She highlighted the dawn of a new leadership paradigm in business that's more in tune with the spirit of the times - a leadership that, in creating shared value, has to balance attaining profitability whilst ensuring positive societal impact.
Sustainability should no longer be tacked on to the periphery of the corporate agenda, and with stakeholders across the value chain applying greater pressure, businesses need to do better.
She said that the wicked problems the world faces "are simply not going to go away, no matter how much we try and ignore them", and that they should rather be viewed as opportunities for business to advance solutions and drive shared value creation.
"There is no better time for the built environment to be at the centre of... rethinking, restoring, and recreating an improved world," Mlambo said.
While the UN Sustainable Development Goals, with their 169 targets, may seem daunting, she said a coordinated approach among the private, public, and social sectors can help in achieving them.
For business, this means considering how the supply chain is managed, how it deals with human capital, how to progress society, and safeguarding the well-being of clients and customers, Mlambo explained.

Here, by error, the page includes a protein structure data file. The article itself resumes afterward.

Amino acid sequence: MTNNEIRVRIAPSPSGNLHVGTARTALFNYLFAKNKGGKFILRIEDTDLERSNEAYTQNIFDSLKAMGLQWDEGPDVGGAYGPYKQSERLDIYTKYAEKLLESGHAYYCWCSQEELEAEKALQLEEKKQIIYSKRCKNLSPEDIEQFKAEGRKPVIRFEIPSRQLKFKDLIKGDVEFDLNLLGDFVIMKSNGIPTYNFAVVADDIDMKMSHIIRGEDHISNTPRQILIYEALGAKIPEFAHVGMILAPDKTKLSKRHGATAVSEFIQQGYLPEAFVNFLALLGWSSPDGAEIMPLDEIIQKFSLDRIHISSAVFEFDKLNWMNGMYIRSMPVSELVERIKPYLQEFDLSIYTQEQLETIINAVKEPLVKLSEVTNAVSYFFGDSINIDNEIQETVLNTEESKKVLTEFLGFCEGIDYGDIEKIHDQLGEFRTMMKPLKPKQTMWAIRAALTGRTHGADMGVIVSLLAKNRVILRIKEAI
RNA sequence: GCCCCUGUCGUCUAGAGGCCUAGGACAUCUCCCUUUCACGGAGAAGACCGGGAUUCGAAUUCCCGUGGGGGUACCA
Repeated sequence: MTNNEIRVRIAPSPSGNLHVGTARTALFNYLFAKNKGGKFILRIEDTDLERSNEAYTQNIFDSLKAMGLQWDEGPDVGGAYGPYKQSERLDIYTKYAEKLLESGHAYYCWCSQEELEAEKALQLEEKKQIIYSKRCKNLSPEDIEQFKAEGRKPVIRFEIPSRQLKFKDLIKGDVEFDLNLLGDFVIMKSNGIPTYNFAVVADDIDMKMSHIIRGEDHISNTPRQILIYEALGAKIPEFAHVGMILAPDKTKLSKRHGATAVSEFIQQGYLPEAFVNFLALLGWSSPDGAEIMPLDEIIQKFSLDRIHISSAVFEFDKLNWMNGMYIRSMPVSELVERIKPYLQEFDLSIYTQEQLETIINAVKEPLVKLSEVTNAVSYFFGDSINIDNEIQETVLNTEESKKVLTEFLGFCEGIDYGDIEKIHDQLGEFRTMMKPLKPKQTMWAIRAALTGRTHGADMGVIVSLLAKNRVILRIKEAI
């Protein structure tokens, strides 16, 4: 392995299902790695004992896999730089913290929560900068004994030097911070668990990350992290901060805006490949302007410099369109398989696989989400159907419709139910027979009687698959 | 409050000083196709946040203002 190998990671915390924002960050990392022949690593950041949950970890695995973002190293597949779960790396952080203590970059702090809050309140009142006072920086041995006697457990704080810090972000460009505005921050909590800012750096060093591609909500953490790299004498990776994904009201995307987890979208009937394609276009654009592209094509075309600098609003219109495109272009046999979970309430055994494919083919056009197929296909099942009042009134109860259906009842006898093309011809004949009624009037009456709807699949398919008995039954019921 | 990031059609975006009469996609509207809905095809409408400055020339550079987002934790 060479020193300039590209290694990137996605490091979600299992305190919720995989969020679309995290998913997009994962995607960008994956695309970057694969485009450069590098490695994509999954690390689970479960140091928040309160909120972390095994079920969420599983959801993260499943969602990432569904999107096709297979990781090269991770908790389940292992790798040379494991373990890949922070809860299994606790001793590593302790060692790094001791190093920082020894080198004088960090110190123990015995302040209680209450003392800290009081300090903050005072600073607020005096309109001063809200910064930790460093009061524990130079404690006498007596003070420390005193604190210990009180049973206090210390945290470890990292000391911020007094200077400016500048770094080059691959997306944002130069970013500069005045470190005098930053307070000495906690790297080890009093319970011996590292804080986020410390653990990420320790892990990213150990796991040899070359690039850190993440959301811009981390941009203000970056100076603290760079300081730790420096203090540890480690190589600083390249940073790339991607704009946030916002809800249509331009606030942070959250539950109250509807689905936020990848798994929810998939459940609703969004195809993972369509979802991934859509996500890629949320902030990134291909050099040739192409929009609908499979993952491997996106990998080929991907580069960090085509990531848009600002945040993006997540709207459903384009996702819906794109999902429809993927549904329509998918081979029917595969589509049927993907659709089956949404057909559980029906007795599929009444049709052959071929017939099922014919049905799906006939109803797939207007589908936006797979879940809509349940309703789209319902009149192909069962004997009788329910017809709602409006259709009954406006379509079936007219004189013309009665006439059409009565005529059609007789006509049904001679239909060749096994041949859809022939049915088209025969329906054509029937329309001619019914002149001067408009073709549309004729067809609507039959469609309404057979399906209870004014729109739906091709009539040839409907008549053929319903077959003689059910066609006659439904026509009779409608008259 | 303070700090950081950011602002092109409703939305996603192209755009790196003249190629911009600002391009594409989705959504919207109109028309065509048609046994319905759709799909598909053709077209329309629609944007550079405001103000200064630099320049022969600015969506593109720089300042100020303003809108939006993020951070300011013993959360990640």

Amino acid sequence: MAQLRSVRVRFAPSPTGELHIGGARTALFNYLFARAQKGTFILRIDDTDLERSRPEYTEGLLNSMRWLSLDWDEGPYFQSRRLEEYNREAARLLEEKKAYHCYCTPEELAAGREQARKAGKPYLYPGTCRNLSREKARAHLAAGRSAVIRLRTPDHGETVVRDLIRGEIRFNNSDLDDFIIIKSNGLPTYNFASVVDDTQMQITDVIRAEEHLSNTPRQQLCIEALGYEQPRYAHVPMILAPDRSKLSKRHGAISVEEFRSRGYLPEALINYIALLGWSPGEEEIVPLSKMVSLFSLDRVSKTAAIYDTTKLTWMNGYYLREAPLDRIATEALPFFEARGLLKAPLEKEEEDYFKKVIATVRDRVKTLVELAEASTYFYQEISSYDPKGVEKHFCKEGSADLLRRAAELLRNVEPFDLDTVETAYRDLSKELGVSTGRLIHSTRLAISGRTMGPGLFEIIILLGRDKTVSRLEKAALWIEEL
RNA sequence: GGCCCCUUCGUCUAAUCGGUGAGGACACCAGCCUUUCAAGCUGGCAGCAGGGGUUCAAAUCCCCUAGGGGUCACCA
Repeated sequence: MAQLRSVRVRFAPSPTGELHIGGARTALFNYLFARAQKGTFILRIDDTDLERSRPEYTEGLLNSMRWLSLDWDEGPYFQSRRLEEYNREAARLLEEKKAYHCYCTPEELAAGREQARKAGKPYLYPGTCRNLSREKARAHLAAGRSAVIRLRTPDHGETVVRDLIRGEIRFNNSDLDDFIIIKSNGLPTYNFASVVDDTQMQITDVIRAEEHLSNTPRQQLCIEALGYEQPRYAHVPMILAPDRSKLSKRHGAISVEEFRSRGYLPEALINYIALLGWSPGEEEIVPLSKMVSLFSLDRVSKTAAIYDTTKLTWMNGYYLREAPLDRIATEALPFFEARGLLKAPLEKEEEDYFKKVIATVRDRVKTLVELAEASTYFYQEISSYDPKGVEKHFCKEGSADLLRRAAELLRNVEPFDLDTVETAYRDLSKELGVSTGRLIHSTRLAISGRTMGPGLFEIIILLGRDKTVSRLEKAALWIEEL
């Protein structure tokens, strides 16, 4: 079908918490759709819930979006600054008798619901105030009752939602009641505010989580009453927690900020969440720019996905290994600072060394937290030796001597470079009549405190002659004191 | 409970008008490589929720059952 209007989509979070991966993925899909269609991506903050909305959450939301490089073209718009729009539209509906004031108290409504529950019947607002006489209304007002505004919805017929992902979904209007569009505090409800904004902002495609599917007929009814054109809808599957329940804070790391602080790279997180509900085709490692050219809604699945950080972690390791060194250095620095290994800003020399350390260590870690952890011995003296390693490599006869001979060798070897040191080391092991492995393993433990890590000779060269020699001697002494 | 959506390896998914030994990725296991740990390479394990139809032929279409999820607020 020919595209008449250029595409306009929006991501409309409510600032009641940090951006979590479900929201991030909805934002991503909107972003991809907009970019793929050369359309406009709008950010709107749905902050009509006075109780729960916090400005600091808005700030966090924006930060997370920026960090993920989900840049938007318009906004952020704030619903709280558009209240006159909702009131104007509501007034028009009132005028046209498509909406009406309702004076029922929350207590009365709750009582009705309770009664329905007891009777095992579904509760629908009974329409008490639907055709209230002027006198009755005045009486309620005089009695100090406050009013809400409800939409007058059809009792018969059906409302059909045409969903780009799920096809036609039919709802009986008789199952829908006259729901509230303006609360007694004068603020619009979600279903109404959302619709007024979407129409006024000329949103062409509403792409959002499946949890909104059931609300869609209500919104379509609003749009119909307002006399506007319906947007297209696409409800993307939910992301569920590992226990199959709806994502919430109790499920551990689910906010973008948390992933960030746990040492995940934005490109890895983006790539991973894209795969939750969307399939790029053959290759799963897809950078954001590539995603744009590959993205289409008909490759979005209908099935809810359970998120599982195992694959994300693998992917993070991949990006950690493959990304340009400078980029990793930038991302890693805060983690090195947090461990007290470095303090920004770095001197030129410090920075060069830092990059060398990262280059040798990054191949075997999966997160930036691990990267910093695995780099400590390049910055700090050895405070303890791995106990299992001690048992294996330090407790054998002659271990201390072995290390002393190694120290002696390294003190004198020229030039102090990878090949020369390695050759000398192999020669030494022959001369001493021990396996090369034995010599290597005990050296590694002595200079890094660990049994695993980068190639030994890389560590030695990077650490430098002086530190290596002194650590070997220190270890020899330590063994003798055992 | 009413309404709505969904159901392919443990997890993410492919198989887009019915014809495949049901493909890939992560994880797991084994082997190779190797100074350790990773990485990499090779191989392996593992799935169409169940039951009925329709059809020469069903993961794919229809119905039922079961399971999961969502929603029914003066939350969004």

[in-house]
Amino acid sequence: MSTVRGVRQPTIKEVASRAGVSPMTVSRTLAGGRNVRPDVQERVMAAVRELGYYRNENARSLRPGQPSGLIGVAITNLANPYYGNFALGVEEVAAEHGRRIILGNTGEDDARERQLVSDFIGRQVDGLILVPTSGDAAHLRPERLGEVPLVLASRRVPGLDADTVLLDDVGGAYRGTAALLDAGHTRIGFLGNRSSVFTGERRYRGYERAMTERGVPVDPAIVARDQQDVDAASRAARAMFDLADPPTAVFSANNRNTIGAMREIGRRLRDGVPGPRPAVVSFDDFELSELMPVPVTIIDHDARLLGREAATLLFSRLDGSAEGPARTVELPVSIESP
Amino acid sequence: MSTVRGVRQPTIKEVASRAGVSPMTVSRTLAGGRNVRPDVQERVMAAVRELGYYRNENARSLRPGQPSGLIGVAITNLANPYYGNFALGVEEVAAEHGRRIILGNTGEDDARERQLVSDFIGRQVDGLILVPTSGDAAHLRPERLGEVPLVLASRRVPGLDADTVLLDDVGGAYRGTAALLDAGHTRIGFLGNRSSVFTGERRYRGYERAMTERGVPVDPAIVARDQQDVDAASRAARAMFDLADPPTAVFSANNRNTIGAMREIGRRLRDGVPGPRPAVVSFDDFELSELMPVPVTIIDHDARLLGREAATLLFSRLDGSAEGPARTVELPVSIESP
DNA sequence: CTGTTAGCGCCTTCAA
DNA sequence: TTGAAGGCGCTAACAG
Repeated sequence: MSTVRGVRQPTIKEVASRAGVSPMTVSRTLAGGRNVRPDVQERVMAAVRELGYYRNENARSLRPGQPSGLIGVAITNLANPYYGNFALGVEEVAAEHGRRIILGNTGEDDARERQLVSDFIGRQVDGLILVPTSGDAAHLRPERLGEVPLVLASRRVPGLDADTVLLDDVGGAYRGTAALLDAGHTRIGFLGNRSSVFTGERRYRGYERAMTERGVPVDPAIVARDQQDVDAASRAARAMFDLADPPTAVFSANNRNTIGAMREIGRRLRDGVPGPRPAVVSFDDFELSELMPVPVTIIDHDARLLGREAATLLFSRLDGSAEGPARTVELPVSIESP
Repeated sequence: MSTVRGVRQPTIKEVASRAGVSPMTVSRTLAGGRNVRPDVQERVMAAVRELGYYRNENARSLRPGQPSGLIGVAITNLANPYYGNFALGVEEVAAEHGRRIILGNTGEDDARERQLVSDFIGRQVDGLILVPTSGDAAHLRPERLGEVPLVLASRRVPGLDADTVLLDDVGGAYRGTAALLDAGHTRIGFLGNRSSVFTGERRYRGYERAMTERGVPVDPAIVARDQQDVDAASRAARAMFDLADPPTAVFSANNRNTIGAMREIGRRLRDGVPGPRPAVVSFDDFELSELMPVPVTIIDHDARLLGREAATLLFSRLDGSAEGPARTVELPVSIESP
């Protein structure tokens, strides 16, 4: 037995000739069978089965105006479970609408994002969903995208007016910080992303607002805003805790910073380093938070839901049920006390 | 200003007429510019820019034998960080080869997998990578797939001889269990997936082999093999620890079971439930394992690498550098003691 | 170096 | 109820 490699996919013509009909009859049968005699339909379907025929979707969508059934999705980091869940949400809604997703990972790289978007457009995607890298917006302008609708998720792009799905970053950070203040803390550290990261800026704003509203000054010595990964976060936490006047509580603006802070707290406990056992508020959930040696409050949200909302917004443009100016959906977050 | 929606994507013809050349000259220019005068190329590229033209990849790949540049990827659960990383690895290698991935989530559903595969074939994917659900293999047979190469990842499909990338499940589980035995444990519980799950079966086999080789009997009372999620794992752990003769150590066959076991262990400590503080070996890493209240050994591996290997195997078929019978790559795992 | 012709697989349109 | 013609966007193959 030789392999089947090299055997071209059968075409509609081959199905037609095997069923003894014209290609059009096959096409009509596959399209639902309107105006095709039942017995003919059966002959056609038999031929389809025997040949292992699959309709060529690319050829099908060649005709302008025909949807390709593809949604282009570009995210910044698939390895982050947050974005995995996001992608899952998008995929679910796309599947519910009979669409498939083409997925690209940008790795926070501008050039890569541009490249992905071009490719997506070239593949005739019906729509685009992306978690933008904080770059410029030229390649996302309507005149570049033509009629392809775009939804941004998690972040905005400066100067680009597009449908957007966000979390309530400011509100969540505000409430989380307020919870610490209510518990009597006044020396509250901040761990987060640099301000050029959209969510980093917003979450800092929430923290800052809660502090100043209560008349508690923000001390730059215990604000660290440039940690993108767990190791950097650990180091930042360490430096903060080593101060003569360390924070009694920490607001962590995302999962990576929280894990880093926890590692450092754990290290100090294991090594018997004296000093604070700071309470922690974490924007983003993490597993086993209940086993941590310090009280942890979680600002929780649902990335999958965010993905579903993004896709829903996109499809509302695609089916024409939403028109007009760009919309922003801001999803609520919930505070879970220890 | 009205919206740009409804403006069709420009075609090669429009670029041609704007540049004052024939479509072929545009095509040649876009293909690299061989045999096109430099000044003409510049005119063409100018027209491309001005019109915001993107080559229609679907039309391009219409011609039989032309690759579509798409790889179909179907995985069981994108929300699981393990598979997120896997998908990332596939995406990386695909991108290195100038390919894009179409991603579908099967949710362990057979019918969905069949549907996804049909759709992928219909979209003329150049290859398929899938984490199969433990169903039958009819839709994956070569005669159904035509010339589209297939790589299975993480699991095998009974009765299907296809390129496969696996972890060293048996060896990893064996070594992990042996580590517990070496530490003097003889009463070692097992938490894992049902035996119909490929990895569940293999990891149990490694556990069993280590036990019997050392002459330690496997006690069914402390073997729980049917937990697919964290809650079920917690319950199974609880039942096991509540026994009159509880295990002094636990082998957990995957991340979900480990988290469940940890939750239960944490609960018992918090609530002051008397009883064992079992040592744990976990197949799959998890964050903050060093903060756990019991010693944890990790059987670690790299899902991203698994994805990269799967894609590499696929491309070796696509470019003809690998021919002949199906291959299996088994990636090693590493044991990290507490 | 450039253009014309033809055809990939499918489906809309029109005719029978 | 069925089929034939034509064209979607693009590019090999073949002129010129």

"This is shared value. It's about equity, sustainability, and inclusiveness," she said.
Mlambo challenged those in the room to go beyond designing for aesthetic reasons and to reflect on the real needs and opportunities linked to sustainability.
She noted that today's leadership needs to be purposeful and inclusive, considering how profitability contributes to positive societal outcomes. Leaders need to advance the agenda of sustainability and shared value creation, and solve for long-term problems with long-term impact.
"We can no longer afford to just be self-serving, looking at ourselves, our own businesses, our own families without looking at broader society," she said.
Concluding her talk, Mlambo echoed the words of former President Barack Obama: "No one is coming. Nobody's going to come and sort out our problems, particularly government. We are the people that we are waiting for."